Friday, August 22, 2014

Reasons not to buy a straight razor

We love straight razors, and a large number of hits on our website and this blog are from people looking for information on them. If you are one of them, you probably already understand the appeal of getting one. In the name of balance, and to help you weigh up your decision, here is our only occasionally tongue-in-cheek list of reasons NOT to get one.

Straight razors need maintenance

Sure, you'd never need to buy another blade again, but the one you have will need regular care and attention. Are you really going to take a minute or two out of every morning to go through the ritual of stropping it? Are you prepared to learn to hone it (and to look after your honing stones), or send it out to get honed once or twice a year? Will you remember to oil it now and then? These aren't deal-breakers for many people, but certainly this is more effort than your cartridge razor has ever demanded.

Straight razors demand patience

With proper care and attention, a straight razor will deliver the best shave of your life, but stop paying attention, and you WILL cut yourself. Don't believe me? I have visible scar tissue on my chin from the time I was shaving in a small bathroom and managed to knock the light switch with my elbow. In my initial moment of confusion, I managed to hit myself in the face with the Wade and Butcher wedge razor pictured in this article. It was not pretty, and 4 years later I can still show you the scar. The razor and I are still on good terms, and my chin still seems to do...whatever it is chins are for... just fine. If I'm feeling impatient or hurried though, I save the straight razor shave for another day and use one of my safety razors.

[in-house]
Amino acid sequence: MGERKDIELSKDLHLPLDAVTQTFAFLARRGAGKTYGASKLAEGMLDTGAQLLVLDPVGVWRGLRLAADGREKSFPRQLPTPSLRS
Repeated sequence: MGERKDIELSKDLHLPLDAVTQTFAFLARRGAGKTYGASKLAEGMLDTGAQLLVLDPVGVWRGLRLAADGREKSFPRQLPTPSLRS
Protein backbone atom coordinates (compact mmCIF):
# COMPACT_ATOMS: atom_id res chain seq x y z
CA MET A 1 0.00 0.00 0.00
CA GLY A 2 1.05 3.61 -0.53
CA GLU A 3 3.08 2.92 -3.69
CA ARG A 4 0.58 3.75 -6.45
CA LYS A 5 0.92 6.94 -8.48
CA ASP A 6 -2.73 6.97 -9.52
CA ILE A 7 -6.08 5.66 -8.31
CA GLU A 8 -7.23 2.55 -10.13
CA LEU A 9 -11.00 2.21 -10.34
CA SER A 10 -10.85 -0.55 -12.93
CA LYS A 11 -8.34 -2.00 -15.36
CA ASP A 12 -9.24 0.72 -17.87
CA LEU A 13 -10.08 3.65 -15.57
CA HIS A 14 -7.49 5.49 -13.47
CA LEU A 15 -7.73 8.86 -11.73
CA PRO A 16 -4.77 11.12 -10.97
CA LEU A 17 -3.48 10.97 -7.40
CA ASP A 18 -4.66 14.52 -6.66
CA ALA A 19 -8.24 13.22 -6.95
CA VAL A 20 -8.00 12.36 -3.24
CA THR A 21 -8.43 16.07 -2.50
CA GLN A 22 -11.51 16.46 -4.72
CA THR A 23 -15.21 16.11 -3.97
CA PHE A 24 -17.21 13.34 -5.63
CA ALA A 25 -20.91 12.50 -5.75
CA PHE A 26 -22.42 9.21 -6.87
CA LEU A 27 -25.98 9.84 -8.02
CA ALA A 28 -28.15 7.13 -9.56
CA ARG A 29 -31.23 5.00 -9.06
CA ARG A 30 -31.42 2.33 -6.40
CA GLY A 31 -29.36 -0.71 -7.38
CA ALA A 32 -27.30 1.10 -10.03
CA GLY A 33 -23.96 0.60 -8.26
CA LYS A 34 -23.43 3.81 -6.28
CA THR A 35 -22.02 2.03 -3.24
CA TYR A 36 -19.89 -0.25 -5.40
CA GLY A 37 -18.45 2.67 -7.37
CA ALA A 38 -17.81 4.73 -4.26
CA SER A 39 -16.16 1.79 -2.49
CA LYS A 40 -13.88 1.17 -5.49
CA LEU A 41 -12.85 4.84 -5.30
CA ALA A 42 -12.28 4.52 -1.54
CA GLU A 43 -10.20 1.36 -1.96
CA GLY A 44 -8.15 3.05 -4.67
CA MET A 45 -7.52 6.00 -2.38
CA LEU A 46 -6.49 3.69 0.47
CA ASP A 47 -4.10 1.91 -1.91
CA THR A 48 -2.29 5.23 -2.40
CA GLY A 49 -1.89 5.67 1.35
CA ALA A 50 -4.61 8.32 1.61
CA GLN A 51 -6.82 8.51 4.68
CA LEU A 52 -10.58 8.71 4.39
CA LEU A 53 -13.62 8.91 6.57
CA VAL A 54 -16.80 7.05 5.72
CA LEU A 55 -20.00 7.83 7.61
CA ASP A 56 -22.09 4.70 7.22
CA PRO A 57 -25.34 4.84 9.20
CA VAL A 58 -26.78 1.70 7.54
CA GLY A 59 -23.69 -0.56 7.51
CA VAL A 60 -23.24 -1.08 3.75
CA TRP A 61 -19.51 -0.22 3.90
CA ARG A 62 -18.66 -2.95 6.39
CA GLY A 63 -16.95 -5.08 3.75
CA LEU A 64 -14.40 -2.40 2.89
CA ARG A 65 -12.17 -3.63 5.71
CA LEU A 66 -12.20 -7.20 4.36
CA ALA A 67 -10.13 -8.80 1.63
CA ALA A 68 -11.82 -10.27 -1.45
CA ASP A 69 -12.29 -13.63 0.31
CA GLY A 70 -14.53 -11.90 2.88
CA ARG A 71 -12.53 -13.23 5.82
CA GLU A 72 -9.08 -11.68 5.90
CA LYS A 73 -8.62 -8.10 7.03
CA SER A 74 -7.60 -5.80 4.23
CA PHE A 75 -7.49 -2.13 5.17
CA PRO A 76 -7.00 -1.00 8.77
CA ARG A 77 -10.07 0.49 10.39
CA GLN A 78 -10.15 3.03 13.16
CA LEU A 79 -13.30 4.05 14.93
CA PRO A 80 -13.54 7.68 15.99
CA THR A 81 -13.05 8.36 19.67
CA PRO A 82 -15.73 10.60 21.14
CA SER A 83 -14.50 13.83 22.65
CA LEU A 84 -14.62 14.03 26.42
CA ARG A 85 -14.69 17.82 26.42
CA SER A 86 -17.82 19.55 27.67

On a related note:

They are less safe than safety razors (duh!)

Provided you use it properly, you'd have to be very unlucky to do anything seriously life changing/ending in the normal process of shaving with a straight razor. All the examples I can find in a quick search are due to infection rather than blood loss, and are not coincidentally from before the era of antibiotics. Still... in thousands of years of human history, someone must have managed to actually cut themselves to death with one. Nicks have the potential to be deeper as straight razors lack the safety bar that give safety razors their safety.

There is a learning curve